In addition, DOD has received the first of five $400 million appropriations the CHIPS and Science Act is providing to establish what the department calls a “microelectronics commons.” The initiative aims to seed a series of regional technology hubs that will help develop microelectronics prototypes and transition R&D projects into production. The $2 billion DOD will receive in total for the commons complements the $50 billion the Commerce Department is receiving to promote domestic semiconductor manufacturing and R&D on a larger scale.
Quantum information science. DOD supports QIS through a number of programs, but Congress has taken a particular interest in expanding efforts centered on the Air Force Research Laboratory. It provided $52 million in add-on funding last year and it provided $90 million this year, comprising $30 million for ion trap quantum computing, $10 million for a quantum network testbed, $20 million for a secure quantum computing facility, and $30 million for university-based quantum materials applied research.
High-performance computing. The budget for the High-Performance Computing Modernization Program, which serves the supercomputing needs of DOD scientists and engineers, increased from $229 million to $302 million, $50 million more than requested.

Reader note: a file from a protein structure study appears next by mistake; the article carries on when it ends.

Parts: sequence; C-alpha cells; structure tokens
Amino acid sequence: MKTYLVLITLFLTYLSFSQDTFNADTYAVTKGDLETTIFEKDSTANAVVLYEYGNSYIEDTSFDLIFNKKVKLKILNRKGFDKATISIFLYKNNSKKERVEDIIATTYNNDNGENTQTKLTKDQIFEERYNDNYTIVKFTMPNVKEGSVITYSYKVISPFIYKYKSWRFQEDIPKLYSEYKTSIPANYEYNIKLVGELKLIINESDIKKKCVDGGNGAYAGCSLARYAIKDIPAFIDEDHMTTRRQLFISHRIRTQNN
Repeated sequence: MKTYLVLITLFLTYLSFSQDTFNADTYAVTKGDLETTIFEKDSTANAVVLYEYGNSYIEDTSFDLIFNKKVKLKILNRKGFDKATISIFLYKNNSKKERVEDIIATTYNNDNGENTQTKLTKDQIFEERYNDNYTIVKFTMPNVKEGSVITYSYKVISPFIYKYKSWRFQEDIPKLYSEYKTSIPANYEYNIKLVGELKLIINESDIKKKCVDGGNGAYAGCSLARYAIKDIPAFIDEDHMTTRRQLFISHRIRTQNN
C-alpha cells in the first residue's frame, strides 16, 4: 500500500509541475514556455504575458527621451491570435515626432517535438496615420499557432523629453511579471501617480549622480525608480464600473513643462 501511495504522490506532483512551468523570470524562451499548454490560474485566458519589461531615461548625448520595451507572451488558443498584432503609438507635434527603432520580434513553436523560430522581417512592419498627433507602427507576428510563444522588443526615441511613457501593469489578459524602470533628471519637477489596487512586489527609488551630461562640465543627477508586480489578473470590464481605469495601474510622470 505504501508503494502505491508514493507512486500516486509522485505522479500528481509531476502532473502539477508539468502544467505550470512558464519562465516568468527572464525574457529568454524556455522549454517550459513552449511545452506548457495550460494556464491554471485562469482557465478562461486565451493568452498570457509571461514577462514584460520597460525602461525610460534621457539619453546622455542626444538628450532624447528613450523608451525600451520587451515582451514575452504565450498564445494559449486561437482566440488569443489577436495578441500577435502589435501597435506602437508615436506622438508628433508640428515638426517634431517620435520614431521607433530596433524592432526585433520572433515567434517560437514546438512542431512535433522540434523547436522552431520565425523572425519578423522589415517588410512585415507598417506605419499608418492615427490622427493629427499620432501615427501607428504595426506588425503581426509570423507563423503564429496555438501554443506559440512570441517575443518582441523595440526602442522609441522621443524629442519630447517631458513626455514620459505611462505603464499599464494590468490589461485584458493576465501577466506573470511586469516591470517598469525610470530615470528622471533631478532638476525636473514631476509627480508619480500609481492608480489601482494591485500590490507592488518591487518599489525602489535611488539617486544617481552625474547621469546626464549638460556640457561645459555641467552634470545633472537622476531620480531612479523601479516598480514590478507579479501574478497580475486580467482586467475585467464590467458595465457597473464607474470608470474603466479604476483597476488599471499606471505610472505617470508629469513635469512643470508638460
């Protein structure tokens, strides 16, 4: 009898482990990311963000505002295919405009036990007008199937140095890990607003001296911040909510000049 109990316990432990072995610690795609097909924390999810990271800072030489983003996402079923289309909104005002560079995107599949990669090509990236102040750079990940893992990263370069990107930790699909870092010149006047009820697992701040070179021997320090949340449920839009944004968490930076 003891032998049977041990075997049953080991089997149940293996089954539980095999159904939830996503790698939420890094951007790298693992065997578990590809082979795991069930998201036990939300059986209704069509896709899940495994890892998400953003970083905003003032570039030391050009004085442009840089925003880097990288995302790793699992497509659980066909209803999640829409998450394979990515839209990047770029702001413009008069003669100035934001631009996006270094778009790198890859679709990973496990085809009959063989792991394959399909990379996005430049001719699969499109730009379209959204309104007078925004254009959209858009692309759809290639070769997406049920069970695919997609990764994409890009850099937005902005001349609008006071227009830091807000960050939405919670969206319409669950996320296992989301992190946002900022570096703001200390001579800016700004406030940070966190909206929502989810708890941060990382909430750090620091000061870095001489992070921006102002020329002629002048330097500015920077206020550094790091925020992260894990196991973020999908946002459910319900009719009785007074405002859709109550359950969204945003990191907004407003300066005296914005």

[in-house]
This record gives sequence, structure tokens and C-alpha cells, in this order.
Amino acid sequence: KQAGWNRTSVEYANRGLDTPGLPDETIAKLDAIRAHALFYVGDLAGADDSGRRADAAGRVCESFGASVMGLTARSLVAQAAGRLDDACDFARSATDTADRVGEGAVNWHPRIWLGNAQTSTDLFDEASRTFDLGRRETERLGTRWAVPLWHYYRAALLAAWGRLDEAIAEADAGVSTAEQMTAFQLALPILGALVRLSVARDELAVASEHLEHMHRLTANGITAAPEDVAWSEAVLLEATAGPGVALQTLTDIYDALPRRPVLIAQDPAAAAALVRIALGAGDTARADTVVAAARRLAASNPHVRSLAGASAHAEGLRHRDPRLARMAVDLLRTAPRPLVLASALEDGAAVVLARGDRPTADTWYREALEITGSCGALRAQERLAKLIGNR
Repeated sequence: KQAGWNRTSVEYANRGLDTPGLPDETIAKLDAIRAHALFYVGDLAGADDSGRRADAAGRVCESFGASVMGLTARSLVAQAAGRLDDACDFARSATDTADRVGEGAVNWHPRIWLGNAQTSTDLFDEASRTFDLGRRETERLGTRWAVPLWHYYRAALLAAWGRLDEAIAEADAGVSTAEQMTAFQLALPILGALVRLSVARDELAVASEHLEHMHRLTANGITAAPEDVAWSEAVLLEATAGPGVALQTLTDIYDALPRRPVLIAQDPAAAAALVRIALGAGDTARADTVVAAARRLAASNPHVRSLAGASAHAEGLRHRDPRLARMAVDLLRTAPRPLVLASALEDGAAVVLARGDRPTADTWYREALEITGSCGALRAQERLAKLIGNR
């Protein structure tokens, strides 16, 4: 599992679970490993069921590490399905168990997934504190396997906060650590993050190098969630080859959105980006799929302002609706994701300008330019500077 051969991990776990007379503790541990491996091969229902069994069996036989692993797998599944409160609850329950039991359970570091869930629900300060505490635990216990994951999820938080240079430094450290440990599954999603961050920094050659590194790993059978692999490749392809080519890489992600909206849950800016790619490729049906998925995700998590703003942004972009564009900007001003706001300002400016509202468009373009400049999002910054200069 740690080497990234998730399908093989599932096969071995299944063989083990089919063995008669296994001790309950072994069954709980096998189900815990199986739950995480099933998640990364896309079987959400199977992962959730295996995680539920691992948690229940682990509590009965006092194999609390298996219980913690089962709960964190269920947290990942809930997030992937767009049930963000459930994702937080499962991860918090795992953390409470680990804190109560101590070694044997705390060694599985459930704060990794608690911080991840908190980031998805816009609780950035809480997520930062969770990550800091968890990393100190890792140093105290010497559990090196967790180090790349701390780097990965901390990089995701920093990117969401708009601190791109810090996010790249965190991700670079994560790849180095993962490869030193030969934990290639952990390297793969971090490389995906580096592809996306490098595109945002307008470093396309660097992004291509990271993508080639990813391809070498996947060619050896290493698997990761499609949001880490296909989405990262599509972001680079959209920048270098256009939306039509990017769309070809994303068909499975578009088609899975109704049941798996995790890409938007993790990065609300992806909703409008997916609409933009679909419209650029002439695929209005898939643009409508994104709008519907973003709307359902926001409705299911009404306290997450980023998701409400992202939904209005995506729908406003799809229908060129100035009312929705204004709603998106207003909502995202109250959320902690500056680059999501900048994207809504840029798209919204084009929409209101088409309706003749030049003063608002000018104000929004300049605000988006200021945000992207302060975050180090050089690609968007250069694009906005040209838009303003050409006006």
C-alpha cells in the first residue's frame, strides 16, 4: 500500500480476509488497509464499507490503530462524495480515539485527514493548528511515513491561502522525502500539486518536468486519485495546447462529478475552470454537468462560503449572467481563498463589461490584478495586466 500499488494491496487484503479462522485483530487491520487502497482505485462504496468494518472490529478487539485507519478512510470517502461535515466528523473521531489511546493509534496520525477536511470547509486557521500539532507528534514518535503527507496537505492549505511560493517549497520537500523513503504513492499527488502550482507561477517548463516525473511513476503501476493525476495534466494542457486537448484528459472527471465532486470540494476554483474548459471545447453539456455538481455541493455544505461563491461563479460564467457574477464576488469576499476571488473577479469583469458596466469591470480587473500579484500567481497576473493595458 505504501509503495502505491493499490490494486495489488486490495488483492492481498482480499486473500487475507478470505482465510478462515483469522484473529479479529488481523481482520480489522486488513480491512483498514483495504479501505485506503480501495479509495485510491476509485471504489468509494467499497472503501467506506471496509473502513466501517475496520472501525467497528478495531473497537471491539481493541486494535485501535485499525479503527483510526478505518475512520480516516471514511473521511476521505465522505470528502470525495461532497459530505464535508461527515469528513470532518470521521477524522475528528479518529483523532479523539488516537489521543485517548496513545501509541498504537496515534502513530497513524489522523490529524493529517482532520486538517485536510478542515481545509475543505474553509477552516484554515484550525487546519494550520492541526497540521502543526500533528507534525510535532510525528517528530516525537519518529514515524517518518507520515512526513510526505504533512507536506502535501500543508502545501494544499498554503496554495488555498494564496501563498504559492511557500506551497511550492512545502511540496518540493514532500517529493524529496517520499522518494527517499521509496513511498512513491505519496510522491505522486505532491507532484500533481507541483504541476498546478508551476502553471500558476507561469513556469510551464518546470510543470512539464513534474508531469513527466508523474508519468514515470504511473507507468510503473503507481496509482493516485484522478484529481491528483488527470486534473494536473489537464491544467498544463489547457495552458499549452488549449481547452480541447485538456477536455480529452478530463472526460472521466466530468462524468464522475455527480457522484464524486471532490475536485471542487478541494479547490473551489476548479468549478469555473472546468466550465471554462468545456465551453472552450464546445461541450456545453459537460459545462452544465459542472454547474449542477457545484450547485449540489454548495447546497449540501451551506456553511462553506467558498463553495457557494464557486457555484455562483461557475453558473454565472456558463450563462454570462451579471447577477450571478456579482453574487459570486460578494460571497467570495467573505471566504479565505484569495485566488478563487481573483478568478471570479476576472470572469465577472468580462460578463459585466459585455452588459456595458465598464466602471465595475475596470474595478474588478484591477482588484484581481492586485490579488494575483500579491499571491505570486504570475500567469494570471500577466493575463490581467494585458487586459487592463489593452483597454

Biomanufacturing. Congress added $300 million for DOD to establish new biotechnology manufacturing institutes. Last September, the Biden administration launched a National Biotechnology and Biomanufacturing Initiative, which includes plans for DOD to spend a total of $1 billion over five years to bolster domestic biomanufacturing infrastructure. DOD already supports two biomanufacturing innovation institutes, BioFabUSA and BioMADE, which in fiscal year 2022 respectively drew $16 million and $17 million in funding from the department.
Mobile nuclear power. Funding for Project Pele is increasing from $117 million to $168 million, with most of the money going to a transportable nuclear reactor prototype that the company BWXT is building with the aim of beginning testing in 2024. However, $20 million is allocated to supporting prototype development by a second contractor. The runner-up in the original Project Pele contract competition was the company X-energy and Westinghouse was awarded funds during an earlier phase of the project. Congress has also provided DOD with $10 million to support the fabrication of TRISO fuel, which all the reactors in the Pele competition are designed to employ.